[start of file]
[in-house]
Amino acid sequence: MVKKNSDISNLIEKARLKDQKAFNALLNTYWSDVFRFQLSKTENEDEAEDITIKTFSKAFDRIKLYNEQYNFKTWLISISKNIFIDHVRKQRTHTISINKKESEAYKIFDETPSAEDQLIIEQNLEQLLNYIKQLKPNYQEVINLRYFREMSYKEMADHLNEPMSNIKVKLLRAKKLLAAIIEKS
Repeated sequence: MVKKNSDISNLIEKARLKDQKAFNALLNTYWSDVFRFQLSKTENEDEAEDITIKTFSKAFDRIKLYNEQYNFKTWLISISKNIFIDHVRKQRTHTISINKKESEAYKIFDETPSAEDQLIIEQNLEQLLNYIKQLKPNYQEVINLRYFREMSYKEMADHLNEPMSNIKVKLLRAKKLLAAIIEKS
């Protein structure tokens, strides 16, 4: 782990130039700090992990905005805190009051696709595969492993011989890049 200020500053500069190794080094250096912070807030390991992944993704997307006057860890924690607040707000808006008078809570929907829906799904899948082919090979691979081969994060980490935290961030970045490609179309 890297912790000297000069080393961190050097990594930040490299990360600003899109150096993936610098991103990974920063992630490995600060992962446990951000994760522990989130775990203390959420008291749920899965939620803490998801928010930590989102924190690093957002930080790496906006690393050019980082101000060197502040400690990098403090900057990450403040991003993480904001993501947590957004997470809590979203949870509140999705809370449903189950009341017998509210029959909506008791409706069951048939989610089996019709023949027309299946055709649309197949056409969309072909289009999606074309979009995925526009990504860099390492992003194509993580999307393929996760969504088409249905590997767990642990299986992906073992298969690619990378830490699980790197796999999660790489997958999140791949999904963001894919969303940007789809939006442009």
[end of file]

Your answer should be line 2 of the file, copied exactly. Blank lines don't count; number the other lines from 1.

Amino acid sequence: MVKKNSDISNLIEKARLKDQKAFNALLNTYWSDVFRFQLSKTENEDEAEDITIKTFSKAFDRIKLYNEQYNFKTWLISISKNIFIDHVRKQRTHTISINKKESEAYKIFDETPSAEDQLIIEQNLEQLLNYIKQLKPNYQEVINLRYFREMSYKEMADHLNEPMSNIKVKLLRAKKLLAAIIEKS